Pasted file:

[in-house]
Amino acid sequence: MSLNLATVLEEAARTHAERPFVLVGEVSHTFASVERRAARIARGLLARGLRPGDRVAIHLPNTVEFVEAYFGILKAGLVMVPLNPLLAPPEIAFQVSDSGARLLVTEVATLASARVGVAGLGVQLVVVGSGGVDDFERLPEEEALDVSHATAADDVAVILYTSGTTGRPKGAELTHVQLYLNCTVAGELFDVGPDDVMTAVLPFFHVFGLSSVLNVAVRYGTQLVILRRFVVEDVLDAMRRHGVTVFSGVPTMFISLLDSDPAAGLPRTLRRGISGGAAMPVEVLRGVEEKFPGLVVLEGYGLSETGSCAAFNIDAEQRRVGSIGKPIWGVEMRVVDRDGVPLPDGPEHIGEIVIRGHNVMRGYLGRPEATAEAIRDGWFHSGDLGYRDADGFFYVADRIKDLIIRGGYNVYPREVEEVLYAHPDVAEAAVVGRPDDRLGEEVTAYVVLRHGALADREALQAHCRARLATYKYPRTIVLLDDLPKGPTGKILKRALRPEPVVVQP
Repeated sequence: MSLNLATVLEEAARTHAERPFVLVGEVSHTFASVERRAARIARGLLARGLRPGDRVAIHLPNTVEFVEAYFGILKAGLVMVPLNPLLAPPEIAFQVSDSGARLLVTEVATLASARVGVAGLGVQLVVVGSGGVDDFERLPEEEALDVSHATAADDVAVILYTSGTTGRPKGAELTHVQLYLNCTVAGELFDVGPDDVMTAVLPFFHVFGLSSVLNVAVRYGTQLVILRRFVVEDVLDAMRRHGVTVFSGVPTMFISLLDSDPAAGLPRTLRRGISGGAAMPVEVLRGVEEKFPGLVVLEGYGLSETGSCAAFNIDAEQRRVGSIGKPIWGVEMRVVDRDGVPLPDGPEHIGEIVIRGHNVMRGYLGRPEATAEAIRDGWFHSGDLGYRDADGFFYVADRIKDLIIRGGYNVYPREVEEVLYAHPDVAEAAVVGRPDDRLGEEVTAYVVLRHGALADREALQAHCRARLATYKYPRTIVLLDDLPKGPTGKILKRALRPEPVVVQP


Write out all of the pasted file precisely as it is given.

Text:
[in-house]
Amino acid sequence: MSLNLATVLEEAARTHAERPFVLVGEVSHTFASVERRAARIARGLLARGLRPGDRVAIHLPNTVEFVEAYFGILKAGLVMVPLNPLLAPPEIAFQVSDSGARLLVTEVATLASARVGVAGLGVQLVVVGSGGVDDFERLPEEEALDVSHATAADDVAVILYTSGTTGRPKGAELTHVQLYLNCTVAGELFDVGPDDVMTAVLPFFHVFGLSSVLNVAVRYGTQLVILRRFVVEDVLDAMRRHGVTVFSGVPTMFISLLDSDPAAGLPRTLRRGISGGAAMPVEVLRGVEEKFPGLVVLEGYGLSETGSCAAFNIDAEQRRVGSIGKPIWGVEMRVVDRDGVPLPDGPEHIGEIVIRGHNVMRGYLGRPEATAEAIRDGWFHSGDLGYRDADGFFYVADRIKDLIIRGGYNVYPREVEEVLYAHPDVAEAAVVGRPDDRLGEEVTAYVVLRHGALADREALQAHCRARLATYKYPRTIVLLDDLPKGPTGKILKRALRPEPVVVQP
Repeated sequence: MSLNLATVLEEAARTHAERPFVLVGEVSHTFASVERRAARIARGLLARGLRPGDRVAIHLPNTVEFVEAYFGILKAGLVMVPLNPLLAPPEIAFQVSDSGARLLVTEVATLASARVGVAGLGVQLVVVGSGGVDDFERLPEEEALDVSHATAADDVAVILYTSGTTGRPKGAELTHVQLYLNCTVAGELFDVGPDDVMTAVLPFFHVFGLSSVLNVAVRYGTQLVILRRFVVEDVLDAMRRHGVTVFSGVPTMFISLLDSDPAAGLPRTLRRGISGGAAMPVEVLRGVEEKFPGLVVLEGYGLSETGSCAAFNIDAEQRRVGSIGKPIWGVEMRVVDRDGVPLPDGPEHIGEIVIRGHNVMRGYLGRPEATAEAIRDGWFHSGDLGYRDADGFFYVADRIKDLIIRGGYNVYPREVEEVLYAHPDVAEAAVVGRPDDRLGEEVTAYVVLRHGALADREALQAHCRARLATYKYPRTIVLLDDLPKGPTGKILKRALRPEPVVVQP